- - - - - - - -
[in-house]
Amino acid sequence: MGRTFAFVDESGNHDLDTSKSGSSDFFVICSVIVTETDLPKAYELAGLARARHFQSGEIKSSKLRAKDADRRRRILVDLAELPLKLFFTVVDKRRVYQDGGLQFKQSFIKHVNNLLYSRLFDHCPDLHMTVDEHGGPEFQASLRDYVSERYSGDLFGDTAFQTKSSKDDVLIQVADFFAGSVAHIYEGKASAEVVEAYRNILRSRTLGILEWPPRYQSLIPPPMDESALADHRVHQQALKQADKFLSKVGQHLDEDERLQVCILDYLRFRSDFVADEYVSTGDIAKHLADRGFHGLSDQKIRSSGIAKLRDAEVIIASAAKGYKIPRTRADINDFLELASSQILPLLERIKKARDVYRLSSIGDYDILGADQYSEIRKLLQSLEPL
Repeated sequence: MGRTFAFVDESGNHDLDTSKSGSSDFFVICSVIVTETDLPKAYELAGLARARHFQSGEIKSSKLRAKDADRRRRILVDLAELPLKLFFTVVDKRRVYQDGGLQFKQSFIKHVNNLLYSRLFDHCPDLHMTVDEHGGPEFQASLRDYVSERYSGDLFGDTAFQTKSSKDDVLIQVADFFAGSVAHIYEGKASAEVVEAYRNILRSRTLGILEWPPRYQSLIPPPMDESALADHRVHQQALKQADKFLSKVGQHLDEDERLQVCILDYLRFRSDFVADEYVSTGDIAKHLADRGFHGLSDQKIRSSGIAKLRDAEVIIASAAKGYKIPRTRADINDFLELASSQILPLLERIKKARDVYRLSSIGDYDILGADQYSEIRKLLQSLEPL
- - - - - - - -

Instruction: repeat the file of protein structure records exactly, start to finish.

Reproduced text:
[in-house]
Amino acid sequence: MGRTFAFVDESGNHDLDTSKSGSSDFFVICSVIVTETDLPKAYELAGLARARHFQSGEIKSSKLRAKDADRRRRILVDLAELPLKLFFTVVDKRRVYQDGGLQFKQSFIKHVNNLLYSRLFDHCPDLHMTVDEHGGPEFQASLRDYVSERYSGDLFGDTAFQTKSSKDDVLIQVADFFAGSVAHIYEGKASAEVVEAYRNILRSRTLGILEWPPRYQSLIPPPMDESALADHRVHQQALKQADKFLSKVGQHLDEDERLQVCILDYLRFRSDFVADEYVSTGDIAKHLADRGFHGLSDQKIRSSGIAKLRDAEVIIASAAKGYKIPRTRADINDFLELASSQILPLLERIKKARDVYRLSSIGDYDILGADQYSEIRKLLQSLEPL
Repeated sequence: MGRTFAFVDESGNHDLDTSKSGSSDFFVICSVIVTETDLPKAYELAGLARARHFQSGEIKSSKLRAKDADRRRRILVDLAELPLKLFFTVVDKRRVYQDGGLQFKQSFIKHVNNLLYSRLFDHCPDLHMTVDEHGGPEFQASLRDYVSERYSGDLFGDTAFQTKSSKDDVLIQVADFFAGSVAHIYEGKASAEVVEAYRNILRSRTLGILEWPPRYQSLIPPPMDESALADHRVHQQALKQADKFLSKVGQHLDEDERLQVCILDYLRFRSDFVADEYVSTGDIAKHLADRGFHGLSDQKIRSSGIAKLRDAEVIIASAAKGYKIPRTRADINDFLELASSQILPLLERIKKARDVYRLSSIGDYDILGADQYSEIRKLLQSLEPL